So this is the first  I've done anything with parallel dev in a rather long time. This week I did some hacking to get a multithreaded version of a Pi estimator done using the Monte Carlo method. Of course it is a rather trivial program/example to use, and its almost always the first thing that books on HPC have you try. But I did it in a very weird (pronounced poorly) implemented manner and had fun with it. I will post that some time later.

JPPF was something I found when looking for ways to do parallel with Java. I know BSU started a project and actually was looking for that. So today Brian and I spent the time and effort to install and explore it a bit. And in not much time at all (30-40 minutes?) we had an actual cluster running some sample programs they provided. Our main limitation was the lack of a "30 second setup and trial" document and getting Ant installed and running on our laptops. After that it was rather straight forward. I'm very impressed with the administration tool and how much detail it gives about everything. I will try to get this installed on my networked computers at home this weekend and maybe re-write the monte carlo program for the cluster to give it a try.

A cluster of computers in a coffee shop! A BEOWULF cluster... how cool.

As the summer has been wearing on, I've thought more about this whole "cluster" thing and I've decided the first project I want to do is a game of 21 (poker) which uses the standard rules and have the "player" adopt the same rules to play as the house, but with a slightly higher limit on the hand. Could also do some simple "card counting" techniques that I think most people could pull off (such as number of aces played, and then maybe working up to number of face cards played etc). Practical use, and easy to program up.

 Now if I only had a cluster..

So for some reason I've become obsessed with getting this done. I don't even have a good project to run on it really! Been looking on ebay for computers on pallets and it's just not reasonable for me to spend that kind of money I think; shipping will cost almost as much as the PC's do. Which brings me back to procurring them here or in Montana through friends/family and strangers who will take pity on me. And really until I can either find the stuff almost free or extremely cheap, my alternative is to just use my PC's around the house. Hrm. Not quite the dedicated cluster I envision but it would be fun to play with from time to time. Especially with my AI class I'm taking this fall, combine that with some parallel computing. Have 1 computer play against the cluster in a game of chess or something. Bwahaha.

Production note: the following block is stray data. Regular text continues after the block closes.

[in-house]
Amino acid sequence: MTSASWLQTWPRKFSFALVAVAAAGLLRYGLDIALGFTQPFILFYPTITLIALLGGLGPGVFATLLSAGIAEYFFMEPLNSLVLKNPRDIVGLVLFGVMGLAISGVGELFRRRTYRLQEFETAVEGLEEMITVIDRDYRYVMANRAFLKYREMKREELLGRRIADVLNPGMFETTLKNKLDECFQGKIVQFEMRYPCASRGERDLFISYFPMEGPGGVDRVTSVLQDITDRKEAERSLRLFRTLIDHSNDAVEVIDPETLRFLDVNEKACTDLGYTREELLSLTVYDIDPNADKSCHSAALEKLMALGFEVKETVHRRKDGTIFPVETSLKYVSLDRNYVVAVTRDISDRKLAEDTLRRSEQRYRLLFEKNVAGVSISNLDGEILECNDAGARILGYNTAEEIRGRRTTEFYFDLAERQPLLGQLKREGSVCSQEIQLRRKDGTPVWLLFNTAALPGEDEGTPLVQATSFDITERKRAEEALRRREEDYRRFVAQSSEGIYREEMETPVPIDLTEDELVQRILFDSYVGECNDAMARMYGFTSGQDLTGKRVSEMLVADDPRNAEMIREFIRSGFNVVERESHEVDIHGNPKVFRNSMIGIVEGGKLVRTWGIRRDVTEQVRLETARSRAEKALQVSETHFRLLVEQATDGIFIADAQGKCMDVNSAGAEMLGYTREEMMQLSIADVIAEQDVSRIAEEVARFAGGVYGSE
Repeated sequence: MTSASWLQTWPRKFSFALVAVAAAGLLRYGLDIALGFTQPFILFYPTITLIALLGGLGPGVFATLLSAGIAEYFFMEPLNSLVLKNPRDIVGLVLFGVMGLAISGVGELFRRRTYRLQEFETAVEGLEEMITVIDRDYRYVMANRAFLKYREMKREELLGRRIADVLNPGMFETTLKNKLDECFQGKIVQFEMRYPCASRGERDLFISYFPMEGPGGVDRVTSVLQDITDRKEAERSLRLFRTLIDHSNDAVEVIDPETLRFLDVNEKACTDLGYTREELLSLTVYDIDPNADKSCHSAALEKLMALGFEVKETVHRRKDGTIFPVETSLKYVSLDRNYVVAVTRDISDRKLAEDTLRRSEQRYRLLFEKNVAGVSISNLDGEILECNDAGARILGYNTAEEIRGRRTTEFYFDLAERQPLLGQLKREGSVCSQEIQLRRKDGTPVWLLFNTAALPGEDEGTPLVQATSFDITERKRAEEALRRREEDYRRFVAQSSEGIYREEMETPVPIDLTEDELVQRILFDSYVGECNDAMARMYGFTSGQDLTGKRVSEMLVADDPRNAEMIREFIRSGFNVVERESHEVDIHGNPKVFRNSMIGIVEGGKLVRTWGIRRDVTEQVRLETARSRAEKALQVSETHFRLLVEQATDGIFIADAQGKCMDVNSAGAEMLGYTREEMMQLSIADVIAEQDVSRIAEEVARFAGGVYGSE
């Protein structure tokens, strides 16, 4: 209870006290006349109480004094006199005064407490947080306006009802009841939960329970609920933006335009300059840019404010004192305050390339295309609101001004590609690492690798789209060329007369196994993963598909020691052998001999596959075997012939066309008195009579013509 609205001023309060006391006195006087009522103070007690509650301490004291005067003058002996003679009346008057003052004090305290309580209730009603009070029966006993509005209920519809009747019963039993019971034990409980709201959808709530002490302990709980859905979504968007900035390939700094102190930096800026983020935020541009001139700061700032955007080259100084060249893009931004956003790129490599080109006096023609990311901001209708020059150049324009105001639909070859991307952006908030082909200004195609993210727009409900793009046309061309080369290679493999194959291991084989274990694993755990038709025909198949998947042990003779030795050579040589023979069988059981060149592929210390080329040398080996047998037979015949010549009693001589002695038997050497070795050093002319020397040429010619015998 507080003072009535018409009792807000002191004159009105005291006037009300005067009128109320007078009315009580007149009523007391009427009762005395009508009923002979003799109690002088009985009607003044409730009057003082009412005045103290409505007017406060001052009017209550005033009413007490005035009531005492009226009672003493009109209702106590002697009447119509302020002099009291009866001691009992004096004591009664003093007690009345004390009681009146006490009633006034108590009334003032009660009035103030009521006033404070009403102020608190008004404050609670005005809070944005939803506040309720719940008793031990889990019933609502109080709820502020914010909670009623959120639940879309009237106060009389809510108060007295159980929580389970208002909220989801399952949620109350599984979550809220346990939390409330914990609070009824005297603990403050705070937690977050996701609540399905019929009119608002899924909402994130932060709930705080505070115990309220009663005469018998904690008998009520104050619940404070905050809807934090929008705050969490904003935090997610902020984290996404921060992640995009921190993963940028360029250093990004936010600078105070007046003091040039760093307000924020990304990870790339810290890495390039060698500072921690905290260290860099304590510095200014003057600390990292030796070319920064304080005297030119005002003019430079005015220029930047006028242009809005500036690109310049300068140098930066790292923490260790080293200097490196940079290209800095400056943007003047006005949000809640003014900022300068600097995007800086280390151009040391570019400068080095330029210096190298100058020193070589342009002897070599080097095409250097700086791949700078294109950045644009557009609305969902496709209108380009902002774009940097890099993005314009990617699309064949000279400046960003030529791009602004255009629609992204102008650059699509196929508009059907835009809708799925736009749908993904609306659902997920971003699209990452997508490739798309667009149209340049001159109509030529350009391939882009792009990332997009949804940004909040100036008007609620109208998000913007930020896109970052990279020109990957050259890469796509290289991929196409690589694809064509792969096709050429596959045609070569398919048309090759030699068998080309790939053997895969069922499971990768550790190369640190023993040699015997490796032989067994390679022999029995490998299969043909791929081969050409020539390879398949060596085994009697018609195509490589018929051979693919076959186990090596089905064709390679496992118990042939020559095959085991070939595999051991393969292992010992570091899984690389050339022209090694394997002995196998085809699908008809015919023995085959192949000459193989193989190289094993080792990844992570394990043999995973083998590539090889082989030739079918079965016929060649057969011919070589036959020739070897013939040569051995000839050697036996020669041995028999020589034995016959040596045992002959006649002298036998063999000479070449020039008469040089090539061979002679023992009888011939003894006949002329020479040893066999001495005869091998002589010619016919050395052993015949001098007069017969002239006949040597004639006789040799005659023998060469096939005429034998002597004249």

It would appear that I have something of a patron to sponsor me some computers for my "un-super computer" as it were. Not sure how many are available, but sounds like at least 6 PII 450MHz computers and possibly more than that. There are a few PIII's too, but ..  well, I have a few qualms about taking them. First if it's only like 3, it's not really enough to have as a cluster itself and if I just through them in, it means I've got hardware that doesn't really match. And largely, I still dont have a real project to use them for, so they might as well go to others who can actually use them. (450's aren't enough to do anything but cause other people headaches, so I dont feel bad about that.) I keep telling myself that if I build it, I'll find some uses. And maybe I will. I'll post more as it comes.

So lately, as school winds down, I'm doing my "What am I going to do with myself this summer?" thing. I'm always really ambitious slaving away all year long on projects and stuff. This year of course isn't really any different. The exception is that I've got some really cool ideas for projects that I'd like to complete, and I think I should have enough time to get them (both) done. One is the MythTV (Tivo-esque) box for my living room. The other is building a Beowulf cluster and running some gnarly project on it. As it stands right now, the computing power I'd have have at my disposal around the beginning of summer totals around 7Ghz. Of course, because I'm a poor college student, none of the machines really close to another in performance; they range from 600 MHz to 2.2 GHz. So benchmarking will be a must (I suppose to do this I'll have to run the program on each machine individually first and average out the single machine run time before trying anything in parallel.) Since I was also hoping to revisit my DNA B-Tree project from my data structures class, I might combine that into this project and do a parallelized version of it. Of course that means converting all the Java code to C first, and then coming up with a way to handle the b-tree across all the nodes. So I might go with something easier. If any of you faithful readers out there come across something wild new and fun for parallel computing, let me know!



It was brought to my attention I may have made some inferences in my above blathering about the "7 GHz" value. This really doesn't translate into any real number value for this type of computing, a lot of it will depend on other factors (such as network through put and the efficiency of the program and type of problem being run). To make this whole thing simpler though I'm looking at trying to procur a handful of  1GHz machines for this usage, all with the same hardware. Likely this will be more towards the middle of the summer. 

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